School Ground Stewardship with EcoSpark

Date: May 10, 2017 Author: Holli Campbell Categories: Latest
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Making the monitoring and stewardship connection for our Changing Currents participants!

EcoSpark’s flagship river study program, Changing Currents, does a fantastic job of bringing students into their local waterways through citizen science. Many of our schools visit and monitor the same sites every year for water quality and develop a connection to the nature there. This ignites a sense of caring and responsibility within the students for the nature in their community.

One way to care for the watershed (and open up other students’ eyes to the value of nature and sustainability) is through stewardship. We encourage our Changing Currents classes to take the next step and transform from citizen scientists to stewards of their watershed, but teachers often struggle to get this project off the ground despite interest from students and staff.   

Recognizing this difficulty, we wanted to better understand the challenges and barriers encountered by classes wishing to do more stewardship on their school grounds. With support from the Ontario Trillium Foundation, we are investigating these barriers (e.g., administrative, financial and systemic) by working with two schools in the Peel Region and assisting them in delivering brand new school ground greening projects from start to finish!

This school year, EcoSpark and two of our Changing Currents schools are going beyond the river monitoring and taking stewardship to their school grounds! St Richard Catholic Elementary School in the Dufferin Peel Catholic District School Board will be creating an outdoor learning space with natural seating and a native plant garden that will be a home for local pollinators and song birds. Cawthra Park Secondary School in the Peel District School Board will be planting trees to provide shade (and temperature control) to the west side of their school. Just beyond these trees there will be garden beds for native plants, and also for harvesting food. It will be a great place for many classes and courses to get hands-on learning.

Teachers from Cawthra Park scope out the area to be transformed by trees and gardens.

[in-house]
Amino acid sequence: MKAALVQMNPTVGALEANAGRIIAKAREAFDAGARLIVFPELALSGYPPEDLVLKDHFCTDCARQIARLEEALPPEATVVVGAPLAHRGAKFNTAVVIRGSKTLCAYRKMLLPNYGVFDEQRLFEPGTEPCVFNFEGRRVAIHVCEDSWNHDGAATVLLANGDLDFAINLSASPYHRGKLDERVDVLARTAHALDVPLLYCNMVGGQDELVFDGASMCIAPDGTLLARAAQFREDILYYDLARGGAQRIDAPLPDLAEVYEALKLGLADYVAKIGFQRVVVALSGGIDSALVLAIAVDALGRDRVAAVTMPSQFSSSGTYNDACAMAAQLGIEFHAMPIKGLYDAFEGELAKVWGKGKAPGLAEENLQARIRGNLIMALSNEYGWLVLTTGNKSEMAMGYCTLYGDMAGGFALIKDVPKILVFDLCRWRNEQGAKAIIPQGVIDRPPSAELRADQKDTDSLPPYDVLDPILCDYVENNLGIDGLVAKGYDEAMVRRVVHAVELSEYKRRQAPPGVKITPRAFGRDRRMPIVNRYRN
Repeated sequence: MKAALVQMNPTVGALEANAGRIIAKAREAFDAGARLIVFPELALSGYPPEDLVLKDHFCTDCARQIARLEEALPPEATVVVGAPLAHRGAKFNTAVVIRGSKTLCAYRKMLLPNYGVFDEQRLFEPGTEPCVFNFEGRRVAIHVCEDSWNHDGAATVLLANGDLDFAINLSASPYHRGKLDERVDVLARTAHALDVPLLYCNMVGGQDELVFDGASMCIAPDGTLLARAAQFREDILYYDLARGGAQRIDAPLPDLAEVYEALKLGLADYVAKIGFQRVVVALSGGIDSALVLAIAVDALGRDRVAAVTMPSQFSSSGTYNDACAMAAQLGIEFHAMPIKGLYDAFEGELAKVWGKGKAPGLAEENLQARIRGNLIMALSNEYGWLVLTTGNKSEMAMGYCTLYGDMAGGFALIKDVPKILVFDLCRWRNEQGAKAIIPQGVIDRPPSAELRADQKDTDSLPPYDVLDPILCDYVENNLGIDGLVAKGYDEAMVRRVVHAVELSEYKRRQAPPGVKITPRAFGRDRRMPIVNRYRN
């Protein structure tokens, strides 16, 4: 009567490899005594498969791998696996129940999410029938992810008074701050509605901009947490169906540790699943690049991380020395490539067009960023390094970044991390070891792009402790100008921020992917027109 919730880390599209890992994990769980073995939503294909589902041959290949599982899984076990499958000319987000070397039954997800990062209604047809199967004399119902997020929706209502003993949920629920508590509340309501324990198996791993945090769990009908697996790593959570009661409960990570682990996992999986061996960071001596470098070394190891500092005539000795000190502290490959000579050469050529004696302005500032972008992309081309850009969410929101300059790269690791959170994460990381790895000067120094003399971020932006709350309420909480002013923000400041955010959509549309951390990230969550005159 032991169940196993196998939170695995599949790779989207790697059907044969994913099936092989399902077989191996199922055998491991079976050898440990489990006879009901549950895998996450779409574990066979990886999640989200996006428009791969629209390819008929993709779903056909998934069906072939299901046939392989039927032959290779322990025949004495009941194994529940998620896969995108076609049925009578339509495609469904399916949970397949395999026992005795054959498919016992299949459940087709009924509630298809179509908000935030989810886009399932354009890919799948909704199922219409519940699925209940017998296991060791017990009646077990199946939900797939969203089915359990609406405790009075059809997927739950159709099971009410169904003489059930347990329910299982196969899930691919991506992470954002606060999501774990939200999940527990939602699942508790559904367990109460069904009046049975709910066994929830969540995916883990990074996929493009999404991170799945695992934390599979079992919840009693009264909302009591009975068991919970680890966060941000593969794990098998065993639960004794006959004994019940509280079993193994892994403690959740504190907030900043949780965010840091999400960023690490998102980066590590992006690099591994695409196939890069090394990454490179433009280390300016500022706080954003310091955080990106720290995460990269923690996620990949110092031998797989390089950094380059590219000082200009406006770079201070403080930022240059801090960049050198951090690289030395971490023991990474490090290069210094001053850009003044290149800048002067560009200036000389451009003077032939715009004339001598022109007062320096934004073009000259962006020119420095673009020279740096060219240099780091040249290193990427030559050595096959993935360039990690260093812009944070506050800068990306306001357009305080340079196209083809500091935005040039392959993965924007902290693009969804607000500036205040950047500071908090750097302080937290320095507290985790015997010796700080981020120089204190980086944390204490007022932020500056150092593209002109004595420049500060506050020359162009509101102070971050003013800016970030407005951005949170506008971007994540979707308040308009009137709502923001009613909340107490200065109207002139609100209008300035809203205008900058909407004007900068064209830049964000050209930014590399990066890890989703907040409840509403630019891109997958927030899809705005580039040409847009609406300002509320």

Teachers from St Richard map out the garden for the new outdoor learning space.

Both schools have been monitoring creeks (Mullet and Cooksville Creeks) with Changing Currents at waterways that are in walking distance from their school. By planting on school grounds, not only are they contributing to the biodiversity in the area, and creating a hands-on learning space, they are turning what was once hard soil into absorbent gardens with plant life and roots that can help filter polluted storm water before it returns to the water table.

Green space that doubles as learning space (and a watershed filtration system!) is a fantastic addition to any school yard. We thank Jeanette Lecky, Edanan McHutchon and principal Deanna Tucciarone from St Richard Catholic Elementary School as well as Tricia Fitzpatrick and Lyndsay McLeod from Cawthra Park Secondary School for all of their hard work to make this project a success! We are looking forward to planting this spring, and sharing our learning process and best practices for other schools in the future.

Interested in helping out? Join us on Saturday, May 13th at 11am for a “Dig Day” at Cawthra Park Secondary School in preparation for their school ground stewardship project!


HollyBlogPhoto.jpgHolly Brose is an Environmental Education Coordinator at EcoSpark. She facilitates the Changing Currents program with teachers and students across the Greater Toronto Area (and sometimes beyond!) and is always finding ways to deepen the hand-on learning experience for the benefit of our program participants.

 

 

 

 


This project is generously supported by the Ontario Trillium Foundation.